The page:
Mariya Russell is the first black woman to earn a Michelin Star

Ben Ebuka May 15, 2023
Mariya set sail in 2008 to achieve the current milestone in her career, standing tall as the first Black woman to earn a MICHELIN Star. Photo credit: Mariya Russel on Youtube

Weathering the challenges and competitive terrain of the gastronomy industry for several years, Mariya Russell has stayed focused, working hard, and spurred by her love and passion for the profession and industry. She set sail in 2008 to achieve the current milestone in her career, standing tall as the first Black woman to earn a MICHELIN Star.

“(Experience) instilled in me that I have to be better than everyone all the time. The person next to you, you have to be better than that person. That’s what I was taught,” Russell says.

On Thursday, September 26, 2019, a few days before her 30th birthday, Russell became the first African American female chef of a Michelin-starred restaurant. Kikkō was awarded one Michelin Star, with inspectors describing it as a “stellar attraction.”

“Finding that out was a crazy emotional moment for me; working really hard to make sure everything worked out here, working so hard to do that every day. Getting that news was a breath of fresh air,” Russell says.

Mariya Russell grew up in Springfield, Ohio, with her parents and four sisters. She attended high school in Columbus, Ohio, where she participated in a career academy that introduced her to the fundamentals of becoming a chef. After high school, she attended The Cooking and Hospitality Institute of Chicago, where she graduated in 2008.

In Chicago, Mariya worked at several restaurants, including Uncommon Ground, Green Zebra, The Bristol, Nellcote, and Senza (Noah’s first personal Chicago restaurant). She later met Noah and Cara Sandoval, the owners of Kumiko and Kikkō, who later invited her to join the Kumiko and Kikkō kitchen.

After moving to Charleston, South Carolina, where she spent three years cooking at various restaurants with her husband, Garret – who is also a chef, the couple returned to Chicago in 2016 and Mariya was offered a job at Kumiko and Kikkō as a back server.

Mariya Russell saw it as an opportunity to learn more, and it was during this time that Sandoval asked if she wanted to be part of the then-yet-to-be concept that is now Kumiko and Kikkō. Managing front-of-the-house was an ideal and challenging move for Mariya, who had always called the kitchen home. Almost a year later, Mariya transitioned back to the kitchen as Oriole’s sours chef after one of the cooks left, and then took over the role of chef de cuisine after the departure of Tim Flores in 2018.

“Mariya has been a supporting member of my team for a long time. Her palate memory and work ethic are through the roof,” Sandoval says.

It was while working at Kumiko and Kikkō that she earned a MICHELIN Star. Looking back, Mariya recounts the Jitters she felt on Kikkō’S opening night. “I was like, “This is all my food, and people could just hate it.” It meant a lot to me that it’s working. But I couldn’t do it without the people here. I’m very grateful for the path that I’ve taken to get here. It’s worked out in a great way.”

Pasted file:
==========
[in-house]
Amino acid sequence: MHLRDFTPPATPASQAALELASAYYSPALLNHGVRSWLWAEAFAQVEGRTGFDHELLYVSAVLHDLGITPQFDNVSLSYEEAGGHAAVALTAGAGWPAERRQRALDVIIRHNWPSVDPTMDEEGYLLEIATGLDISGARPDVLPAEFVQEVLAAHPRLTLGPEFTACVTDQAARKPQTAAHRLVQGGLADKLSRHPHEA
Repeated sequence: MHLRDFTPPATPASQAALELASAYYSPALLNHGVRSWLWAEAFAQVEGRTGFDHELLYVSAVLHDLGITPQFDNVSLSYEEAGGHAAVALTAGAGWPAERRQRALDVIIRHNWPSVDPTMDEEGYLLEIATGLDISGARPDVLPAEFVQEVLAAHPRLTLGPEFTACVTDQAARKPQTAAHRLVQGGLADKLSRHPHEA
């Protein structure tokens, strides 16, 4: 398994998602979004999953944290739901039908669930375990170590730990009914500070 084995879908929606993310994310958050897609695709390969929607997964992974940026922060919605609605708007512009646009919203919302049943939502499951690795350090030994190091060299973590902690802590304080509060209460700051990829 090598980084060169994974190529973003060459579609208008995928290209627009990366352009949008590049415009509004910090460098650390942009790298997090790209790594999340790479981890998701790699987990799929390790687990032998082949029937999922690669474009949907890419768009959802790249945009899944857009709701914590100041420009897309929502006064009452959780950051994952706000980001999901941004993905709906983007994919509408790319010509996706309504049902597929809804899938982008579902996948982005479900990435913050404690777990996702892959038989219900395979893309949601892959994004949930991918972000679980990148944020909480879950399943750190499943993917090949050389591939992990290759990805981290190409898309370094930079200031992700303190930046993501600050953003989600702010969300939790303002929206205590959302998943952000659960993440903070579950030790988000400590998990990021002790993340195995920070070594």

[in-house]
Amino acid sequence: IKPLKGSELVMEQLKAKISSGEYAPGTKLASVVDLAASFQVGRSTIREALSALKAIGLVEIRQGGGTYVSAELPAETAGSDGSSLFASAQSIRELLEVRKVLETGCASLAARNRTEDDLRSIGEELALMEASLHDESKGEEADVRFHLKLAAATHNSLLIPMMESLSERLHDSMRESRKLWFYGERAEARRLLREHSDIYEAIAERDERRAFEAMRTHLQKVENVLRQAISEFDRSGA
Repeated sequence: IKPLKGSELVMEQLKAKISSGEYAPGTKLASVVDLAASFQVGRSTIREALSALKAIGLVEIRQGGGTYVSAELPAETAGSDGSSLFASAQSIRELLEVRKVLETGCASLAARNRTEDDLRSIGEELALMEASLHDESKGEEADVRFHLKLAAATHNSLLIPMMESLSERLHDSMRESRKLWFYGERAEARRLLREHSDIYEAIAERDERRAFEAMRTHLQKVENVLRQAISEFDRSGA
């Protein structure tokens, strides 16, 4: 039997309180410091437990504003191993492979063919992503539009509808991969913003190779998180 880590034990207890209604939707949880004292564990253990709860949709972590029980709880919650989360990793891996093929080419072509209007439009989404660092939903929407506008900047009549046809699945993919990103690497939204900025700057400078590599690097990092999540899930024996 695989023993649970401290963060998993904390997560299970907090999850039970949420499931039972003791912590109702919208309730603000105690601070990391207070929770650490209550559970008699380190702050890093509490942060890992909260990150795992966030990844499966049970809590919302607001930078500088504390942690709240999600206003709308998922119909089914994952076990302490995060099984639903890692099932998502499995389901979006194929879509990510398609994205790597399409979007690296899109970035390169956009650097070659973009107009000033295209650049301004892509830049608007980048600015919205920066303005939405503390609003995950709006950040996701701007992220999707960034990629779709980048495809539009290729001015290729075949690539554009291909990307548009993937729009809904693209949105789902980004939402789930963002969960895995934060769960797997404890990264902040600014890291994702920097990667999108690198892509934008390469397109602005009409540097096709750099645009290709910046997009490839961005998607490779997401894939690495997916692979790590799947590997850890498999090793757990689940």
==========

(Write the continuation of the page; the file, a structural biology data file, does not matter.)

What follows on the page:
The journey from an amateur cook to chef de cuisine at a MICHELIN-starred restaurant is an arduous experience, but Mariya feels elated and fulfilled to do so as a Black woman.

“Thinking about [being] the only Black woman doing this is really, still very much so, blowing my mind.

Representation is really important in all kinds of things, but in an industry like this, I think it’s really cool. It’s not an easy industry to work in, so I understand why people don’t do it, but to be recognized for my hard work, but on top of that also being a Black woman is really cool,” she shared. “I’m very grateful for my journey. It hasn’t been very easy at all but I’m really grateful for all the people that have crossed my path and taught me something.”

Shortly after earning MICHELIN Star, she announced on her Instagram that she was taking a break to focus on her well-being and other projects of interest. “I wasn’t really able to take care of myself on a day-to-day basis; the job was all I was able to fit into my life at the time; I just wanted to do more for myself and better for myself.”

Stepping out of the fast-paced competitive world of fine dining, she and her husband moved and settled into a new lifestyle in Honolulu, and she’s now focused on many projects – producing a series of instructional social media videos, consulting on menu development, catering to private chef events, and more.

Last Edited by:Editor Updated: June 11, 2023


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